Text description provided by the architects. After opening the MDC cosmetic and institute for cosmetic treatments MDC cure, Melanie Dal Canton has commissioned Gonzalez Haase AAS to continue their cooperation and design the third venture, MDC next door in the neighbourhood surrounding the Wasserturm in Berlin’s Prenzlauer Berg. The MDC next door beauty and concept store is designed as a cabinet of curiosities for everyday objects, boasting a cheerful display of thoughtfully curated items and in-house collaborations.
For the new venue, the need for beauty and lightness in domestic objects became abundantly clear. This same lightness is what was sought by the architects, responsible for the design of all three of Dal Canton’s businesses, in approaching the complete renovation of the next-door store.
“Sunlight was the key for our design. Using mirrors and transparent overlays, we wanted to enhance the natural light and mimic its radiance wherever possible. When it comes to the overall structure, it all starts with the state of the premise at the start of the project. At MDC cosmetic, at MDC cure and now also at MDC next door, it was the existing rooms that significantly influenced our design – the ceiling height, the layout of the stairs and entryway, the naturally available light, all of this ultimately has a significant impact on our idea for their design. Then we tear down everything that exists to expose the structures. We go to work like sculptors.”- Judith Haase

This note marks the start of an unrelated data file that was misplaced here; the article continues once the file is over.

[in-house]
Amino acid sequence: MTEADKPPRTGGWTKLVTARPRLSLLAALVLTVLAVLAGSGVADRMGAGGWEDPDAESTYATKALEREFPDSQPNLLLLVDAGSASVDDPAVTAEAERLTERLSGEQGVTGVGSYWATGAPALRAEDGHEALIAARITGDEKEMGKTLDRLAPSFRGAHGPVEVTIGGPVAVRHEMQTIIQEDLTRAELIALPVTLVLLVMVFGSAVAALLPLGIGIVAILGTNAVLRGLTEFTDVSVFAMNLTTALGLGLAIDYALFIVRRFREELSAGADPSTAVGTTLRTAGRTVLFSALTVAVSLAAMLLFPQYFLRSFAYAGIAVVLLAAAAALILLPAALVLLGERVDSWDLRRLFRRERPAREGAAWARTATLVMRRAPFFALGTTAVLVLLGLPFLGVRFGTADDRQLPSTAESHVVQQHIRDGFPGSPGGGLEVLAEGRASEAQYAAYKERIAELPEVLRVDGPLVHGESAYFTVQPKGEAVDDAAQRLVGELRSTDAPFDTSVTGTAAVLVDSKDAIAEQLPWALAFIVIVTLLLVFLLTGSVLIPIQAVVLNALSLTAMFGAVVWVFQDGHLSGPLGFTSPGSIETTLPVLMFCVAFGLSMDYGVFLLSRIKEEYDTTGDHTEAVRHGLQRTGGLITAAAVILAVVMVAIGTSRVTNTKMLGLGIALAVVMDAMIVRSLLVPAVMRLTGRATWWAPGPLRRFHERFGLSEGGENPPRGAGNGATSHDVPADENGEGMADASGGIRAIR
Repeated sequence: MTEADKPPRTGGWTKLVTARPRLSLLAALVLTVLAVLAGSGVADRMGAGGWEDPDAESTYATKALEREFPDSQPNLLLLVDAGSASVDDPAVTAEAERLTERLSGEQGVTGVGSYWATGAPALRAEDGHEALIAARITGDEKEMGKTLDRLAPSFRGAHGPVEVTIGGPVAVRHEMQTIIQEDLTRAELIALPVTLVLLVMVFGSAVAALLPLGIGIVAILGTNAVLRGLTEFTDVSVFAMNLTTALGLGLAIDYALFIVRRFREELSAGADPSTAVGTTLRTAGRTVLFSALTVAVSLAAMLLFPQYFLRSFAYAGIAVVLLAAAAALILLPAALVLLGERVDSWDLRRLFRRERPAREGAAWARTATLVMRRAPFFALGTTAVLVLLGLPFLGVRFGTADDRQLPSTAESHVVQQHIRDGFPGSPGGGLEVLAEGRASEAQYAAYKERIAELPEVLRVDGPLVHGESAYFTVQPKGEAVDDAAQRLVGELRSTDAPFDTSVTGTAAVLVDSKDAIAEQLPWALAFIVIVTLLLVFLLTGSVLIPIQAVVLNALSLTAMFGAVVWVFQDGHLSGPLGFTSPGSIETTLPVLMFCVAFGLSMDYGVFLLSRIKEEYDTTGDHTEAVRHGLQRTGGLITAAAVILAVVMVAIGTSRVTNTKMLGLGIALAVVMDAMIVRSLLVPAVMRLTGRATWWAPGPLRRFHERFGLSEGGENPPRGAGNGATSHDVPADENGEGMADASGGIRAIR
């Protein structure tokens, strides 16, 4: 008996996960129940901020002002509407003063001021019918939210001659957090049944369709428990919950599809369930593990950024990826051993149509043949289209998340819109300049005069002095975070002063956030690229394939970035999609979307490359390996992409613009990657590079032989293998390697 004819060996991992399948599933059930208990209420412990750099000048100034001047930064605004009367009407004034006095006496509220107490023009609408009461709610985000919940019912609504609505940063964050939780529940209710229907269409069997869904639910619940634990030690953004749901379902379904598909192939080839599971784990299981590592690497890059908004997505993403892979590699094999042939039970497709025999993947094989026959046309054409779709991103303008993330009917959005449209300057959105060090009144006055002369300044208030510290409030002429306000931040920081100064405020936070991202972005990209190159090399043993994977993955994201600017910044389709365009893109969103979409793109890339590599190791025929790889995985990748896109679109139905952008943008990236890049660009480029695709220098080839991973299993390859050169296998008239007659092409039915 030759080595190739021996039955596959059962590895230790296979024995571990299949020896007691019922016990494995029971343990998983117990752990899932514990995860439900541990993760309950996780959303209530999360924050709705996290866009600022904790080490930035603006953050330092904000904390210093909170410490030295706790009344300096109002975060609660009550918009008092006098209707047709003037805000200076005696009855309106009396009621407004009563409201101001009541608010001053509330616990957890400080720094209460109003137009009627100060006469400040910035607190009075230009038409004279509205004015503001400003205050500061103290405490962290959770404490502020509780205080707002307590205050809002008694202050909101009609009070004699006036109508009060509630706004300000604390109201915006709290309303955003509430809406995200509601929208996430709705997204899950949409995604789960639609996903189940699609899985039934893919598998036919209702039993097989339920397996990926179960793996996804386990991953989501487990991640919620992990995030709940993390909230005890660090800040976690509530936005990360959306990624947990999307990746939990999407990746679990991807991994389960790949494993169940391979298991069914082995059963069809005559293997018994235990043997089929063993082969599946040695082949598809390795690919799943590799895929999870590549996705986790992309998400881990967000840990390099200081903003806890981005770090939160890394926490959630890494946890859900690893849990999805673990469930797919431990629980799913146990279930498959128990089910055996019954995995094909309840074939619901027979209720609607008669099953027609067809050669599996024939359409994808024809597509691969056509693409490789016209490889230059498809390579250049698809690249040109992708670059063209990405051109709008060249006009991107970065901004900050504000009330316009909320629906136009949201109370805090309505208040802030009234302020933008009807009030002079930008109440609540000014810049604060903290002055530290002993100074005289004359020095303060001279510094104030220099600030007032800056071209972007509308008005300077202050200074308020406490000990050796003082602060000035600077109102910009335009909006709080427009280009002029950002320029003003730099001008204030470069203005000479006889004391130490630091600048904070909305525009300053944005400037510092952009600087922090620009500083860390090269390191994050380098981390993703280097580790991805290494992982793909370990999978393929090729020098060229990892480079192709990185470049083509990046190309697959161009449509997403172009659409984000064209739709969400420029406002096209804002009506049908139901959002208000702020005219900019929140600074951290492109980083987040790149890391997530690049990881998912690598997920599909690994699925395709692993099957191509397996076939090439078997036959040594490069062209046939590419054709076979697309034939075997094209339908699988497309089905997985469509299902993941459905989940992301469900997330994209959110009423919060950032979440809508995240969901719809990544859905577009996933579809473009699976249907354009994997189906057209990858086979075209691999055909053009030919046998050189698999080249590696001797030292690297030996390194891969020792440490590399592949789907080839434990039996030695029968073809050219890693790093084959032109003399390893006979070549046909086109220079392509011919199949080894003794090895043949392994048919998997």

At MDC next door, a natural light axis is created by a diagonal wall that connects the front and back windows, underscoring the deep length of the space. Yellow vertical mirrors and rose-coloured mirror sequences, set at eye level, extend the space through the reflection of sunlight, in emblematic tones for natural connection. Each freestanding furniture element in the space is lacquered in a poppy green, set against the black monochrome flooring to enhance the store’s playful colour code.
Drawing inspiration from Gordon Matta-Clark’s sculptural “building cuts”, the architects explore the limits of architecture with circular elements throughout the space in various scales and materials. A black cut-out at the register, round overlapping mirrors but most apparent in the twenty-four stainless steel polished light shades installed in a lively progression on the store’s ceiling.